Being those interfaces up using: ifup eth0:1 and ifup eth0:2. A logical question – where to put gateway often comes up and confuses. Keep in mind as of now all IP’s are coming from same single device R1 and IP at R1 end is 10.10.10.1 and hence single gateway in eth0 config is good enough to ensure that traffic to any IP outside 10.10.10.0/24 pool can be routed via 10.10.10.1. Let’s say you want to add IP from a completely different pool (for some reason) on server like 192.168.1.0/24. Here you can do it via layer 2 by first defining an IP as secondary on R1 and add IP as alias on the server.
R1#sh run int g1/0 Building configuration... Current configuration : 175 bytes ! interface GigabitEthernet1/0 description ***Link to server01*** ip address 192.168.1.1 255.255.255.0 secondary ip address 10.10.10.1 255.255.255.0 negotiation auto end R1#
On Server01 end:
auto eth0:1 iface eth0:1 inet static address 192.168.1.2 netmask 255.255.255.0
This simply ensures that both R1 and Server01 get in single broadcast domain which has broadcast address 192.168.1.255 and hence can speak to each other. Again, in this case as well on router end – router gets ARP for IP and that tells how to reach. ARP table (IP to MAC address conversion) and forwarding of packets based on Mac (Mac table: Mac >> Interface conversion).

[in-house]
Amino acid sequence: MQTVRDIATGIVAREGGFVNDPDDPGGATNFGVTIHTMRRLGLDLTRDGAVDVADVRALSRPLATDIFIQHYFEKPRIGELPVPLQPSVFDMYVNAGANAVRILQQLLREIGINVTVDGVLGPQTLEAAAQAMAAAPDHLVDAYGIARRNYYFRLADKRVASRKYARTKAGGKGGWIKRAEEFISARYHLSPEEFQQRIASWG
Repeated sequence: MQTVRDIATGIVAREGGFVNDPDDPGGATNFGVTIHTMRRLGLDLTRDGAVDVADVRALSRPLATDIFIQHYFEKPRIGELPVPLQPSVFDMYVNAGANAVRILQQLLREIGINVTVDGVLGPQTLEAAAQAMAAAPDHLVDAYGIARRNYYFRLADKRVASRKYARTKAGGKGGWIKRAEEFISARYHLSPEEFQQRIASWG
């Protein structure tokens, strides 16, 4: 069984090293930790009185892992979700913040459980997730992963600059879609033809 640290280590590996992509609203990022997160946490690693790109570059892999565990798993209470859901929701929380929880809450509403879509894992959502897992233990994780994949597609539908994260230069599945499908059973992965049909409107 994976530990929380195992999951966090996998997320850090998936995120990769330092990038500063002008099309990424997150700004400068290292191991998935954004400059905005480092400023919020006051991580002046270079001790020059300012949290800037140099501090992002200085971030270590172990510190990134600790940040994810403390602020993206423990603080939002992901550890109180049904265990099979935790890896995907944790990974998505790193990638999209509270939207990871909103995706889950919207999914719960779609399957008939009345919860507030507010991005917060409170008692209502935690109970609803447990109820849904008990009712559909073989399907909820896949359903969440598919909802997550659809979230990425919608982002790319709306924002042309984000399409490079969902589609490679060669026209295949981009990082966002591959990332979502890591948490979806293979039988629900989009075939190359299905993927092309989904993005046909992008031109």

R1#show arp Protocol Address Age (min) Hardware Addr Type Interface Internet 10.10.10.2 0 0800.2787.d567 ARPA GigabitEthernet1/0 Internet 10.10.10.1 - ca01.349f.001c ARPA GigabitEthernet1/0 Internet 192.168.1.1 - ca01.349f.001c ARPA GigabitEthernet1/0 Internet 192.168.1.2 0 0800.2787.d567 ARPA GigabitEthernet1/0 R1#
Another way of layer 2 setup can be by either patching an un-used extra port and have separate network on it (separate IP / subnet mask). You can also have a setup where you send tagged VLAN till server and untag it on the server. I will put blog post about it later on.
Layer 3 based addition
Due to scalability as well as scarcity of IPv4 address issue, layer 2 based method isn’t the best one when it comes to adding of additional IP’s. Layer 3 setup is simply where additional IP’s are “routed” behind a working single public IP.
So e.g thought it’s better to use /30 for P2P (infact /31!) but let’s keep same case going. We have 10.10.10.1 on R1 and 10.10.10.2 on Server01 and both are in /24. Now to allocate say 10.10.10.3 to server, we can route this IP behind 10.10.10.2.